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June 30, 1999
The upcoming vote on extending "normal trade relations" status to the People's Republic of China presents the Congress with a significant opportunity and challenge to send an unmistakably clear message about our national concern for the protection of basic human rights.
Each time over the past several years when the issue has arisen, it has been our conviction that no Administration has been sufficiently committed to pressing the Chinese authorities on their systemic violations of certain fundamental human rights. Our Conference has focused particularly on the issues of religious freedom and we have repeatedly cited the persecution of religious groups, such as the unregistered Protestant and Catholic churches, and the intrusive interference by the state in the internal life of the "open" or recognized churches. The persecution and control of Tibetan Buddhism is especially shameful and known to all.
We acknowledge that the present Administration has made efforts to raise these issues with the Chinese authorities, but little, if anything, has changed on the human rights front in these last years of increased engagement. Indeed, the continued detention of religious figures as well as of democracy advocates only point up the necessity for unrelenting official U.S. firmness on issues of human rights and religious freedom.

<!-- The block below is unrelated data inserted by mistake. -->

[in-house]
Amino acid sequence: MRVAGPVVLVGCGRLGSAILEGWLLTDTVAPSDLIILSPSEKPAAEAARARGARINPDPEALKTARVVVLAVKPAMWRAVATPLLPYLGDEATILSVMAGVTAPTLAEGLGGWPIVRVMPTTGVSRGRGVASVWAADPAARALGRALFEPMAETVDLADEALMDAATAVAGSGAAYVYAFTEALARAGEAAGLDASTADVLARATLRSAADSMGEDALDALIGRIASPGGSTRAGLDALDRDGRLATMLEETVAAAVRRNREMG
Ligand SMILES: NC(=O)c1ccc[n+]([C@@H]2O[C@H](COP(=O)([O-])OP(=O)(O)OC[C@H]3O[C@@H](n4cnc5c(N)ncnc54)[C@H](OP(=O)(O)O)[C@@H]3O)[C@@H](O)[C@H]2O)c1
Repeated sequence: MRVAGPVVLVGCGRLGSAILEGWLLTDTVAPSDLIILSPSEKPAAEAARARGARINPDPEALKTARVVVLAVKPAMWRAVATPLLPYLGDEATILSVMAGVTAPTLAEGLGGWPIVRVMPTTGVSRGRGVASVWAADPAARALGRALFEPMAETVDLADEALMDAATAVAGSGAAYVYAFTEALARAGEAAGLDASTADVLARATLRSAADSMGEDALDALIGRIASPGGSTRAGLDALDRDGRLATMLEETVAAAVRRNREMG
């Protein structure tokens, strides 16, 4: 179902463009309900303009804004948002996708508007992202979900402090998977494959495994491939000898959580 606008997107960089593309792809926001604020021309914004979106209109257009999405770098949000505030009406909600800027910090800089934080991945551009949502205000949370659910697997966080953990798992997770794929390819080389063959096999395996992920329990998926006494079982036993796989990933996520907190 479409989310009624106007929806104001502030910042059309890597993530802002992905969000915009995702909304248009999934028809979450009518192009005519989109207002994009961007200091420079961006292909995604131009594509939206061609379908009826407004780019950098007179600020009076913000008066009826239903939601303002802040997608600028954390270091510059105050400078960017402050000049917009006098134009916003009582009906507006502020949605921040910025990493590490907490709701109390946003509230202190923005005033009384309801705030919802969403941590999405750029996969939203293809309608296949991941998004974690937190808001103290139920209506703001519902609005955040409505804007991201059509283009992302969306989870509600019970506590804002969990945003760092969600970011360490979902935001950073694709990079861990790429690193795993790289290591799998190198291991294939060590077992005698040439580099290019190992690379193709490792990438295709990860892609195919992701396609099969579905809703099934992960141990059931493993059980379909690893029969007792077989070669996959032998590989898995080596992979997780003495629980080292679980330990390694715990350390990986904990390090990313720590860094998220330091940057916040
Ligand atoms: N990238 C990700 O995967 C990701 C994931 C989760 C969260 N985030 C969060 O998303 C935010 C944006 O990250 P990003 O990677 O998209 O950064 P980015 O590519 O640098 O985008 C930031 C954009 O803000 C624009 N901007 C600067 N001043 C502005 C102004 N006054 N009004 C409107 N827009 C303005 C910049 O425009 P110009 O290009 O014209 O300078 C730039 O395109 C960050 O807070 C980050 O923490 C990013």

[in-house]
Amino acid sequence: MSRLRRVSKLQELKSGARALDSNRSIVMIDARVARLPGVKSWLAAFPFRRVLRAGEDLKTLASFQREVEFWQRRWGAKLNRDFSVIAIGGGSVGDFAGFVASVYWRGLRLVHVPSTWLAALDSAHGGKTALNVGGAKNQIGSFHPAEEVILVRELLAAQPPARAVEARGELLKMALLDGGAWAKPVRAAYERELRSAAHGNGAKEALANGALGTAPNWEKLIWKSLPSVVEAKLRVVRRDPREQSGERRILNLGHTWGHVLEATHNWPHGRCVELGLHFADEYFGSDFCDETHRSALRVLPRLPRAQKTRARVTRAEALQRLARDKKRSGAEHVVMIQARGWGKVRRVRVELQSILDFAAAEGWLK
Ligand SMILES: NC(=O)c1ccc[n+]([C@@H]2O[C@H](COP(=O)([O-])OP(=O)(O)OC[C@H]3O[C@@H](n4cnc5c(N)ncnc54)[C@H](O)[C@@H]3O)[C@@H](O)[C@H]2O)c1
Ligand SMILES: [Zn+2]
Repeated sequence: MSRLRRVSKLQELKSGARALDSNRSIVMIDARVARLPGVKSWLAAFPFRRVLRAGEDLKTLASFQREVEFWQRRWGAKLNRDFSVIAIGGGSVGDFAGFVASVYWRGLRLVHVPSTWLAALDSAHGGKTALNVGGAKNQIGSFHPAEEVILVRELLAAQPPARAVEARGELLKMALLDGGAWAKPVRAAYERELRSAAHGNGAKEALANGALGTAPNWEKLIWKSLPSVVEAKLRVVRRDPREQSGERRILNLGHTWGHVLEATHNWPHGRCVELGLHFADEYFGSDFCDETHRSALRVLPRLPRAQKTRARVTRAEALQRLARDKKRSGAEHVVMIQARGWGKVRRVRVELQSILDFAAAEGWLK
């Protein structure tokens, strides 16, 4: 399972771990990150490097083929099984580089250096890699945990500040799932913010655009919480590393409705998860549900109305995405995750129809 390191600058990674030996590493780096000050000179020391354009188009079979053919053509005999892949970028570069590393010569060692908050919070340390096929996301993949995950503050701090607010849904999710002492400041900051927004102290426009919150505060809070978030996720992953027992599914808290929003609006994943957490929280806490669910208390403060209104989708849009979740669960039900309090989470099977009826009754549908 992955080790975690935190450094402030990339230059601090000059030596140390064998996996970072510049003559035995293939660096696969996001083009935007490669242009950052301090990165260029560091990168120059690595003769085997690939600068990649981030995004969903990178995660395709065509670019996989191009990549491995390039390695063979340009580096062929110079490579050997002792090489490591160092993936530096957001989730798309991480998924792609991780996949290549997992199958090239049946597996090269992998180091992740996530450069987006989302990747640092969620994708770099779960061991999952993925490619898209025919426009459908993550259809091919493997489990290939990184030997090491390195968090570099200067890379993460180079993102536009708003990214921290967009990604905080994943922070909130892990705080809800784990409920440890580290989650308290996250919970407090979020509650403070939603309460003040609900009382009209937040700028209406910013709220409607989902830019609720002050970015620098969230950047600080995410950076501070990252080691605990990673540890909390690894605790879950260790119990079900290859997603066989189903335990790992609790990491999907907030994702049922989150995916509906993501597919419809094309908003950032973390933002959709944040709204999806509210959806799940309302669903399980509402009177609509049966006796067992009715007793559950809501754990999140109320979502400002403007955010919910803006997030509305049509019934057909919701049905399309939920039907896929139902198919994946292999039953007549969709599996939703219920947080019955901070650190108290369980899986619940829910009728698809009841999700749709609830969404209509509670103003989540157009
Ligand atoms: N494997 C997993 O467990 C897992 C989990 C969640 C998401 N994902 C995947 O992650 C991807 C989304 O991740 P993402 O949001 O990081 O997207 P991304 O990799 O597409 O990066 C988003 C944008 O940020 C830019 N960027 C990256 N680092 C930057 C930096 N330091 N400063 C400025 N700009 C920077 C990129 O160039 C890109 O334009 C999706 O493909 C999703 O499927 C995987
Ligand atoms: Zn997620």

The trade status debate may not be the best forum, but it does offer the Congress an important opportunity to raise the priority of human rights and religious liberty. Therefore, I urge you to send as clear a message as possible by voting to overturn the President's waiver of the relevant sanctions of the 1974 Trade Act. A strong vote to deny MFN/NTS status to China should strengthen the Administration's commitment to putting human rights at the top of the China agenda and send a strong signal that the status quo is not acceptable.
Most Reverend Theodore E. McCarrick
Archbishop of Newark
Chairman, International Policy Committee
U.S. Catholic Conference
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